Athletes have the power and ability to inspire social action, even though they may face criticism that their work should be “left on the field.” Colin Kaepernick, the former San Francisco 49ers quarterback, began #takeaknee by kneeling for the national anthem during an NFL football game in 2017. When people questioned him about his intentions, he stated, “I am not going to stand up to show pride in a country that oppresses black people and people of color…”.
Since then, he has used his platform to bring attention to police brutality and racial inequality, despite the backlash from the NFL and other organizations trying to stop him from doing this important work.
Students that you work with may have questions about Kaepernick’s influence and mission. Teaching Tolerance has a lesson plan that approaches how to talk about Colin Kaepernick in more depth with students in your classroom, library, or other relevant setting.
Arthur Ashe, one of the most venerated and esteemed tennis players of all time, was an incredible activist and pioneer for integration, anti-apartheid in South Africa, AIDS activism , and a variety of other causes. Arthur was one of the first athletes to take a public stand for what he believed in. He paved the way for future athlete activists by demonstrating through his actions that his beliefs would not be confined to the tennis court.
The new Teacher’s Guide for The Story of Tennis Champion Arthur Ashe is now available here, so take the opportunity to dive into athletes and activism with the rigorous questions and activities. Have students think critically about Arthur Ashe and Colin Kaepernick, and how athletes can have the ability to motivate others to fight against injustice.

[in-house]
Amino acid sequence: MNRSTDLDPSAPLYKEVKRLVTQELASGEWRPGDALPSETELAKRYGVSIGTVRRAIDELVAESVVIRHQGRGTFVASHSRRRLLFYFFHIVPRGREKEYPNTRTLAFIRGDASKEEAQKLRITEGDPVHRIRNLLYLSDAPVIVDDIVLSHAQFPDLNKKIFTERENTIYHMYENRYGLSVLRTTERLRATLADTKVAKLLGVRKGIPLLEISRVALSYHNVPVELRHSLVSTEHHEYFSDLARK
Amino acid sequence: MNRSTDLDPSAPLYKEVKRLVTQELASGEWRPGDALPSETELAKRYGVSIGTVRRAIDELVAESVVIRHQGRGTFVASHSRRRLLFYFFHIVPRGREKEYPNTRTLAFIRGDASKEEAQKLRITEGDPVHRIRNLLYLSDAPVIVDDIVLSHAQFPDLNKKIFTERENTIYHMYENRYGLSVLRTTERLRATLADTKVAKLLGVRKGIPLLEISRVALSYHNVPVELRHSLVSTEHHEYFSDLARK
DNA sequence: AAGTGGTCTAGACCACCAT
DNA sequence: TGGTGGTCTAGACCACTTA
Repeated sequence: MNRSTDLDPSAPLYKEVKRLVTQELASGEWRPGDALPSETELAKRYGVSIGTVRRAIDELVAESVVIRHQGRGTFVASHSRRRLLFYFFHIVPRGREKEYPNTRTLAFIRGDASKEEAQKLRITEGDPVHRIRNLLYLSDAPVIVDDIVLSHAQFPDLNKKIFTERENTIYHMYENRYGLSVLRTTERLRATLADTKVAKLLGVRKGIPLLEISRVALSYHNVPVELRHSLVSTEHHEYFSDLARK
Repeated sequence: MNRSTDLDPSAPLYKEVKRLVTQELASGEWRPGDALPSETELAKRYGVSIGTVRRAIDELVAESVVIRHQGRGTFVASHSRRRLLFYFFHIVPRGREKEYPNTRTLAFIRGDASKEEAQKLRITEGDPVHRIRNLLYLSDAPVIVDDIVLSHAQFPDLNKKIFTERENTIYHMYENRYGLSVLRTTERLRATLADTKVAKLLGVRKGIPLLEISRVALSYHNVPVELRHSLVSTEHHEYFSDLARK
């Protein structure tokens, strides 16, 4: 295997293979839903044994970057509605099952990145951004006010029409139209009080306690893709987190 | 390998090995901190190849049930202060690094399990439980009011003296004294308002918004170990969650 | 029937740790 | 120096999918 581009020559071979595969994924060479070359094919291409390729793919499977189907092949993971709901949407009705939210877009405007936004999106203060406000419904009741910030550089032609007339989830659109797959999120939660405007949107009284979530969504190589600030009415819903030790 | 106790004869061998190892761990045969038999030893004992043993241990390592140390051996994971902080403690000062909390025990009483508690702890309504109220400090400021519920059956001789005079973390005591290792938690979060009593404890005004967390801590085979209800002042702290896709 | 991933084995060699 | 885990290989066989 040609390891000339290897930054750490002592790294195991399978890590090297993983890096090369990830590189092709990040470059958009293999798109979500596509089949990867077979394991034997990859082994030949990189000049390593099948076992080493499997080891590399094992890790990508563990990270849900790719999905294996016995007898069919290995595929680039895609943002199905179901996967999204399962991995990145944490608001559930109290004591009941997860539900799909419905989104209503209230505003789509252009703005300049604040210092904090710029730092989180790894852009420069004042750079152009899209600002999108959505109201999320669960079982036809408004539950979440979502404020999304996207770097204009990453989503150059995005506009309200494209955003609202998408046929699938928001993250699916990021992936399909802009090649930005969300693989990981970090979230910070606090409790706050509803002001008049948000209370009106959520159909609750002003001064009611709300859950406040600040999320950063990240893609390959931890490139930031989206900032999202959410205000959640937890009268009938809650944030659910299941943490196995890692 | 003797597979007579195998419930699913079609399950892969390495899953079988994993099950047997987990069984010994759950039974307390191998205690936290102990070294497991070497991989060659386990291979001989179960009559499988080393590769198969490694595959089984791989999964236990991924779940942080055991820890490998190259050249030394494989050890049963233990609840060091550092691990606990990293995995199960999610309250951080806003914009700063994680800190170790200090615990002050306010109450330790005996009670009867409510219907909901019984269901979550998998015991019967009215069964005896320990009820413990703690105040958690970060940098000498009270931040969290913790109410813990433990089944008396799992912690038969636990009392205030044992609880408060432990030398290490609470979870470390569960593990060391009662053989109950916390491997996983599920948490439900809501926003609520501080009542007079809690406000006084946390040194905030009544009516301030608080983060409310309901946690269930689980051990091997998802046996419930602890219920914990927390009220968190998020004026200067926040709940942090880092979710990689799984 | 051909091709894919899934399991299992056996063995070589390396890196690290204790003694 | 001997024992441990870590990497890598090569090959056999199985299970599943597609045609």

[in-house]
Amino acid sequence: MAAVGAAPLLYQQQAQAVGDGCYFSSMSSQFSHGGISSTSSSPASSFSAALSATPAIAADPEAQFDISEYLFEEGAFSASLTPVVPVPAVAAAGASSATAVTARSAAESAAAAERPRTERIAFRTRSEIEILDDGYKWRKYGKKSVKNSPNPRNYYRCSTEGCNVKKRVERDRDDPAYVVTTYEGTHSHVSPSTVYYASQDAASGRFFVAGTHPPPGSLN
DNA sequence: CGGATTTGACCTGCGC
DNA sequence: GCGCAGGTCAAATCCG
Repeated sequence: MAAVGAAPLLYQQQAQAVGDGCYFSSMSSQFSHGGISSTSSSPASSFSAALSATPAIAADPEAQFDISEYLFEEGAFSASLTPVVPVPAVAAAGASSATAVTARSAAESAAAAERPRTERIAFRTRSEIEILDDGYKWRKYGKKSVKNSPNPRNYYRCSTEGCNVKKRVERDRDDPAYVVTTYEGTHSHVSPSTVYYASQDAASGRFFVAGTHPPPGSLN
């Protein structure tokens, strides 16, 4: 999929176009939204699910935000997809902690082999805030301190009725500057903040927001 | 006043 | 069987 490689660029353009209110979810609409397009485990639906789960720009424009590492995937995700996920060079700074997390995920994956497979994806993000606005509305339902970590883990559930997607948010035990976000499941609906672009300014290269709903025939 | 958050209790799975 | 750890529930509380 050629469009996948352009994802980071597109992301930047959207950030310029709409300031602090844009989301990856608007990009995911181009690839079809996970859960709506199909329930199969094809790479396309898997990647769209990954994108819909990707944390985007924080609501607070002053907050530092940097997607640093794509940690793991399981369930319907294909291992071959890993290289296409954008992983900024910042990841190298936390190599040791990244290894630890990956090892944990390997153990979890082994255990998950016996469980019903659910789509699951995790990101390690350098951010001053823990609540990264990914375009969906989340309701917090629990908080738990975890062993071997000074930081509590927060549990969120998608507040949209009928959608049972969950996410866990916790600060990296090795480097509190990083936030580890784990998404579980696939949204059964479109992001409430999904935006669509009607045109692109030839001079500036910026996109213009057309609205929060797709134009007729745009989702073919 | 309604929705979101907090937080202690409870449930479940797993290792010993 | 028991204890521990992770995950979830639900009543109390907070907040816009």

Below are excerpted activities from the Teacher’s Guide:
- Encourage students to research other athlete activists and how they affected history, both in their sport and in society. What did they accomplish? How did they raise awareness around the particular cause that they were passionate about? Why did they become activists about this issue, and how were they perceived in their profession? Students can select one athlete and conduct a research project on that athlete and present on their findings in a variety of formats: written essay, visual presentation, a combination of both, and more. For more athlete activists, check out our list below.
- In the beginning of The Story of Tennis Champion Arthur Ashe, Arthur was not allowed to play on specific tennis courts because they were segregated. Have students research how other athletes were affected by segregation, and how it influenced their abilities to play and the development of their careers. Lee & Low title, Sixteen Years in Sixteen Seconds, showcases Olympic swimmer’s Sammy Lee’s experiences with segregation and limitations just because of his race. Students can conduct an online research study about different athletes and segregation, and then write a comparative essay in regard to Arthur’s experiences.
Lee & Low titles about athlete activists include: